fluctuations. Knowing budgets will not be affected, regardless of what the
market does, enables corporates of all sizes to operate internationally with
increased confidence and security.

Effective cash management
strategies can be complemented by technology. Having a live online dashboard –
which very often can be used on a mobile device via an app or mobile interface
– can provide an immediate overview of payment exposures, allowing treasurers
to react swiftly to market changes and maintain tighter books. Users are able
to calculate their FX risk based on the amount of money and currencies that
they are trading in at the current market prices, therefore giving subscribed
companies a welcome advantage in the fast-moving world of international
trade.

Options payments are another tool for managing international
payment exposure to market volatility. Business owners and corporate treasurers
are able to set a forward exchange rate at a specified date and then choose
whether to use the pre-agreed amount or to reconsider given current market
conditions. This gives SME owners the security of knowing what rate they will
pay, but also gives them flexibility to reconsider should the market move in
their favour.

Dealing with overseas suppliers and procurers presents
challenges for both sides of the transaction. Where possible, paying in a local
currency is a significant and worthwhile gesture; especially in countries such
as China where remninbi (RMB) liberalisation is relatively recent. The
additional effort can be worthwhile in avoiding additional administrative and
conversion charges, aside from the advantages that come from stronger working
relationships between businesses.

The Ones to
Watch

The Bank of England’s (BoE) new governor, Mark
Carney, successfully moved to quell market uncertainty toward sterling in his
inaugural ‘Quarterly Inflation Report’ at the beginning of August. Carney set
out clear parameters that need to be reached – namely the UK unemployment rate
dropping below 7% – before any movement on the inflation rate will be
considered. After some initial market trepidation that caused the pound plummet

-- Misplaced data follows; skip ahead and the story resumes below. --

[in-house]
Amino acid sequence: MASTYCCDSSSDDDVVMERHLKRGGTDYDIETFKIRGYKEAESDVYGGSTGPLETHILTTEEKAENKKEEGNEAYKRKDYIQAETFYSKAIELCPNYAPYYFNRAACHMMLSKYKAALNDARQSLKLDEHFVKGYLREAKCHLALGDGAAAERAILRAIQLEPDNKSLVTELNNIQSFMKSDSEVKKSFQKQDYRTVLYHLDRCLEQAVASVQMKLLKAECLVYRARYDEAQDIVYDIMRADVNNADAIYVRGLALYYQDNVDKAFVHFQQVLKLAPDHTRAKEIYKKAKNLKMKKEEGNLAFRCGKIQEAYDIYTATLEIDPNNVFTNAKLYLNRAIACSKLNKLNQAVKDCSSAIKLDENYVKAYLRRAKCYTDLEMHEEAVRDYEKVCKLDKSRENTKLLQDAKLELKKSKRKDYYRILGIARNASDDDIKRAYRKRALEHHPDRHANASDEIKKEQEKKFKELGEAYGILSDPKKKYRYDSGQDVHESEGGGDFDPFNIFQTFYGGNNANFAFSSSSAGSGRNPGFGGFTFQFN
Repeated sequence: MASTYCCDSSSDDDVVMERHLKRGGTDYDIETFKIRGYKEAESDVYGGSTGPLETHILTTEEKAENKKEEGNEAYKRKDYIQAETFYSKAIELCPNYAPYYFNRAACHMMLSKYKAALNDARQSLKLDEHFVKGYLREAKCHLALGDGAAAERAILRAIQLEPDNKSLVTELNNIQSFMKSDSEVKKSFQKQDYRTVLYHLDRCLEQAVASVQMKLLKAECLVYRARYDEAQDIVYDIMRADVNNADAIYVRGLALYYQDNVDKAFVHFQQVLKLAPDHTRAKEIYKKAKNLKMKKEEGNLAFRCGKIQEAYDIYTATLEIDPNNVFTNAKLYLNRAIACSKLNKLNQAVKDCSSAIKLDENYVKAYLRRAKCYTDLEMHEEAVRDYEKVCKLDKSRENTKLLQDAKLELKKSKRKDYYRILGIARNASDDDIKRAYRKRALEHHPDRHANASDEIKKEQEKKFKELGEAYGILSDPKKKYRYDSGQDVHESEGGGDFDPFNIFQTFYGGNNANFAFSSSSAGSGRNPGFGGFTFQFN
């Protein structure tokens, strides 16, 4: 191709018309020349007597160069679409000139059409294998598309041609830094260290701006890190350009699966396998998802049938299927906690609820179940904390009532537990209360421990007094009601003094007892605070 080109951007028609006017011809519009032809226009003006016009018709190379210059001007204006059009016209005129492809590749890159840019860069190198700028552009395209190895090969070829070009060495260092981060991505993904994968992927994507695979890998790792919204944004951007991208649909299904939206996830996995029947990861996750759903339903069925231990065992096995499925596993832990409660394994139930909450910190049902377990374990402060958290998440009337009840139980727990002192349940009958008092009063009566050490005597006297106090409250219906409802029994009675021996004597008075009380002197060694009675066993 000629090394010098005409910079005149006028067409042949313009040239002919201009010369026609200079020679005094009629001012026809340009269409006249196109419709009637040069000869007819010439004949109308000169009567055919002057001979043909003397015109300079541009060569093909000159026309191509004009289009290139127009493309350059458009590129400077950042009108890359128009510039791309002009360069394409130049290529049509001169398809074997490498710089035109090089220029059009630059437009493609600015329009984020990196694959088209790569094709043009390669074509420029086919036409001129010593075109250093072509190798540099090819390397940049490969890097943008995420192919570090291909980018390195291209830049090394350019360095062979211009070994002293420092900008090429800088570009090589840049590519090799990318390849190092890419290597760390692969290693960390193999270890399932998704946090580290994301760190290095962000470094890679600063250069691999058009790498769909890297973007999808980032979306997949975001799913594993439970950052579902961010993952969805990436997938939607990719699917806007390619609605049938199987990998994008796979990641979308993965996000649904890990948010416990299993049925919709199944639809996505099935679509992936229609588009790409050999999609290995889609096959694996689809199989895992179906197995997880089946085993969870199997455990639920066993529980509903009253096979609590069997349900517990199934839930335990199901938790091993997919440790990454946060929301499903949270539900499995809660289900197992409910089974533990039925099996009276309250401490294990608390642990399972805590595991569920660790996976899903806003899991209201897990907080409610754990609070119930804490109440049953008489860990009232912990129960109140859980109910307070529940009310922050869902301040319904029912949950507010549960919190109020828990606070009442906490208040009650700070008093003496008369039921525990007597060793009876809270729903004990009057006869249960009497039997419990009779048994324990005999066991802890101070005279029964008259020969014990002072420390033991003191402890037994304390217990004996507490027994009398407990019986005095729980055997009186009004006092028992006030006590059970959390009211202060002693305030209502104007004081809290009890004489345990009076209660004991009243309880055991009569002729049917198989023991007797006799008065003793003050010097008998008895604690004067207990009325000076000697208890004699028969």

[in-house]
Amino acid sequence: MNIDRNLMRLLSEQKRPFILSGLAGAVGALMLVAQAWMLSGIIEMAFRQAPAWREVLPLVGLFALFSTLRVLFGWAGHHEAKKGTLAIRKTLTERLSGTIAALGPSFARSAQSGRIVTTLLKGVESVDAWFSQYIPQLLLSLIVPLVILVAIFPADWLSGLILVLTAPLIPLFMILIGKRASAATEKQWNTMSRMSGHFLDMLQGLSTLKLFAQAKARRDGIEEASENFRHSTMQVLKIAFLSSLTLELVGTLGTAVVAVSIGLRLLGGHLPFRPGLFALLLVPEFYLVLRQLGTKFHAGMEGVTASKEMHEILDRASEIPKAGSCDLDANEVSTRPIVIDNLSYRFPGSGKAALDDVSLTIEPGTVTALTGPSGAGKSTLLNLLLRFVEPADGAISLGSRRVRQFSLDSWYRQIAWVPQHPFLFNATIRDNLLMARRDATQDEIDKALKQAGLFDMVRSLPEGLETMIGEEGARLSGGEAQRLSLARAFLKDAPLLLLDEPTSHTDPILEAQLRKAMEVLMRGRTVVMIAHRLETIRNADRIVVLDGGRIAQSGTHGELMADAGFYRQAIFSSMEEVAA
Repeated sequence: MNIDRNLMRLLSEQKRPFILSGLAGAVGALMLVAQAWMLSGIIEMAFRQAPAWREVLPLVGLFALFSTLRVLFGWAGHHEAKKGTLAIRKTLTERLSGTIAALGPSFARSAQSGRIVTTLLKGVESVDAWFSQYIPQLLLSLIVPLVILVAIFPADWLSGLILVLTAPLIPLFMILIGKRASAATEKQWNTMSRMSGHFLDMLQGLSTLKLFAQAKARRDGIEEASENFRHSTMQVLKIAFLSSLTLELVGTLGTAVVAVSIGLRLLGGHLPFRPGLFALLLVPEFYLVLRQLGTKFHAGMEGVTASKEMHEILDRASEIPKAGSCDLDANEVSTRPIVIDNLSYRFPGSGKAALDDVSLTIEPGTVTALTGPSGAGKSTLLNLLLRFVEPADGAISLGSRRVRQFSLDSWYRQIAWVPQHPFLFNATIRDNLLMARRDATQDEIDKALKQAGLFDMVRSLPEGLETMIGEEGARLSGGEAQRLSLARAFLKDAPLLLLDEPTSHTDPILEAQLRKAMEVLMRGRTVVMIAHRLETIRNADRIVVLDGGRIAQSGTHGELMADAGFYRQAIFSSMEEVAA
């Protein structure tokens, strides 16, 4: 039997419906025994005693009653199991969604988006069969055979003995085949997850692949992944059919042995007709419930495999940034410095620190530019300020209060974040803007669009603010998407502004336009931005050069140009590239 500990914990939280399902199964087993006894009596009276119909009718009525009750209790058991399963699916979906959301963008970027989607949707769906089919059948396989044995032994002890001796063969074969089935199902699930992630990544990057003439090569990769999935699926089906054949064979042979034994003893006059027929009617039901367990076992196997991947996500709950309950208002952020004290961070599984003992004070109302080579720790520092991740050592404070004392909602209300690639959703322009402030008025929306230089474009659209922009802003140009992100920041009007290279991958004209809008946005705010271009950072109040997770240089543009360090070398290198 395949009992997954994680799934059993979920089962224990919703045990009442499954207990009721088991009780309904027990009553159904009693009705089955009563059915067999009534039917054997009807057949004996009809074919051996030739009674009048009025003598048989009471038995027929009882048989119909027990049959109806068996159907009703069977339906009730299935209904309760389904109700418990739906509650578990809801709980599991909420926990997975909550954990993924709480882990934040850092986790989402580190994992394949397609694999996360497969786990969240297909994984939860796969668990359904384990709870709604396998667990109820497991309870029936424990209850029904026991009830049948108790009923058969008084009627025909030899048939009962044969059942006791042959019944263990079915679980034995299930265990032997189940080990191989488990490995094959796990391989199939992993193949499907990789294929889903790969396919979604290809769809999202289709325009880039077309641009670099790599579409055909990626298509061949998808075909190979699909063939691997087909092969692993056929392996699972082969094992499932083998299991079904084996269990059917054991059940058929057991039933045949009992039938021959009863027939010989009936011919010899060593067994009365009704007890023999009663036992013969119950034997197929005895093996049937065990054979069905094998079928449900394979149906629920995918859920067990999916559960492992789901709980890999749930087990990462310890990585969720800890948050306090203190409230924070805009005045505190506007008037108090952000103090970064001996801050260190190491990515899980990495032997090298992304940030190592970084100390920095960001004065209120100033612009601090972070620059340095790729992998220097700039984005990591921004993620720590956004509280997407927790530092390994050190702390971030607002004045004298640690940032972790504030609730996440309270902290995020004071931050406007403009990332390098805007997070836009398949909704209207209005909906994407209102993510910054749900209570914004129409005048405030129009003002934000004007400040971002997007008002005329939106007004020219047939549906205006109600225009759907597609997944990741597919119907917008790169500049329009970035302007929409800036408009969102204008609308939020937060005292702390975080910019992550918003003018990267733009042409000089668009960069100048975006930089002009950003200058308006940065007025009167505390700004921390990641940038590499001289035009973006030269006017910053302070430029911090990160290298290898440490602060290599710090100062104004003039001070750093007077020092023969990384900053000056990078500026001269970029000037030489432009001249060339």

in value in the run-up to the press conference, sterling has since been on the
rebound and performing well against many major currencies.

This
strength, however, could be short-lived if positive economic news falters or,
conversely, could increase if the UK economy continues to gain pace. The fact
that the pound is currently difficult to forecast highlights the importance of
offsetting the risk of price spikes for small businesses that often cannot
afford to be hit with surprise expenses.

India’s rupee (INR) is
another case in point. It has had a turbulent time as the Reserve Bank of India
(RBI) has introduced further measures to stabilise their currency by
implementing weekly sell-offs of government bonds. The market responded with
scepticism to the latest RBI measures and the INR slid to record lows. India is
an important trade partner for the UK and these swings in market mood can have
dramatic impact on the profitability and working relationships between
businesses. Being able to maintain a tight grip on finances will offer vital
protection for SMEs while the INR attempts to weather the storm. Treasurers
need to be extra vigilant about payments when trading with India as there could
be some way to go before the INR stabilises.

Brazil’s real (BRL) and
Indonesia’s rupiah (IDR) have been sliding too as both countries have seen a
slow-down in their growth and faced questions about the health of their
economies and widening current account deficits. Economists have reduced
forecasts for further Brazilian expansion while worries about Indonesia’s
dependence on raw material exports has led to an IDR sell-off.

Australia has also been affected by similar concerns and markets have reacted,
sending the Australian dollar (AUD) through a period of rapid devaluation,
particularly against the US dollar (USD). As these examples show, as one
currency stabilises, another may falter. Managing international payments has
traditionally been complex and time-consuming, but the tools to offset global
volatility are maturing to provide savvy companies with the opportunity to get
ahead of the competition and secure their finances with greater certainly,
flexibility and efficiency.